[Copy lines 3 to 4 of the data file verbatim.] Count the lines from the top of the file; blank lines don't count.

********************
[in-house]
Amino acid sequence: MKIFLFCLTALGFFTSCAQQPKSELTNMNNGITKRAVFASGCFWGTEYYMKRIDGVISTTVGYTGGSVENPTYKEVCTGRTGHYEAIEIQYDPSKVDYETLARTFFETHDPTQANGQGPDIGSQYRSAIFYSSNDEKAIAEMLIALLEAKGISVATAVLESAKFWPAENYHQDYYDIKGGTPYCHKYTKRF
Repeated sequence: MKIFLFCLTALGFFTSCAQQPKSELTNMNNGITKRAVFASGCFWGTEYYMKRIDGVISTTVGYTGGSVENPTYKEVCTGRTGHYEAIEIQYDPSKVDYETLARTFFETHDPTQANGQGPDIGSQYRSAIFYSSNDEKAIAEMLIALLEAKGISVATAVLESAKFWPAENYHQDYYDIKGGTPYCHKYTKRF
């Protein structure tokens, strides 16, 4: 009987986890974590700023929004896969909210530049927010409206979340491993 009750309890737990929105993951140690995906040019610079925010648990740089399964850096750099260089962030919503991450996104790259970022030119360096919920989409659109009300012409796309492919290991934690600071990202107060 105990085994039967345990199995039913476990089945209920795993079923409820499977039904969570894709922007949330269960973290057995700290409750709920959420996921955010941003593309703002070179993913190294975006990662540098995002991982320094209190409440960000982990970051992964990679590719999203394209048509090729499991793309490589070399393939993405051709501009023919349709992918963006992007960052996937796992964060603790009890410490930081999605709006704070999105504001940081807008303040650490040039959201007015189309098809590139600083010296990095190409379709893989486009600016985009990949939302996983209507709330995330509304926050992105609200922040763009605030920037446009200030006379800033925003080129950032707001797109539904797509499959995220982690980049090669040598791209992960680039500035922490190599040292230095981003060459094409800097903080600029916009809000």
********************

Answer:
Repeated sequence: MKIFLFCLTALGFFTSCAQQPKSELTNMNNGITKRAVFASGCFWGTEYYMKRIDGVISTTVGYTGGSVENPTYKEVCTGRTGHYEAIEIQYDPSKVDYETLARTFFETHDPTQANGQGPDIGSQYRSAIFYSSNDEKAIAEMLIALLEAKGISVATAVLESAKFWPAENYHQDYYDIKGGTPYCHKYTKRF
């Protein structure tokens, strides 16, 4: 009987986890974590700023929004896969909210530049927010409206979340491993 009750309890737990929105993951140690995906040019610079925010648990740089399964850096750099260089962030919503991450996104790259970022030119360096919920989409659109009300012409796309492919290991934690600071990202107060 105990085994039967345990199995039913476990089945209920795993079923409820499977039904969570894709922007949330269960973290057995700290409750709920959420996921955010941003593309703002070179993913190294975006990662540098995002991982320094209190409440960000982990970051992964990679590719999203394209048509090729499991793309490589070399393939993405051709501009023919349709992918963006992007960052996937796992964060603790009890410490930081999605709006704070999105504001940081807008303040650490040039959201007015189309098809590139600083010296990095190409379709893989486009600016985009990949939302996983209507709330995330509304926050992105609200922040763009605030920037446009200030006379800033925003080129950032707001797109539904797509499959995220982690980049090669040598791209992960680039500035922490190599040292230095981003060459094409800097903080600029916009809000």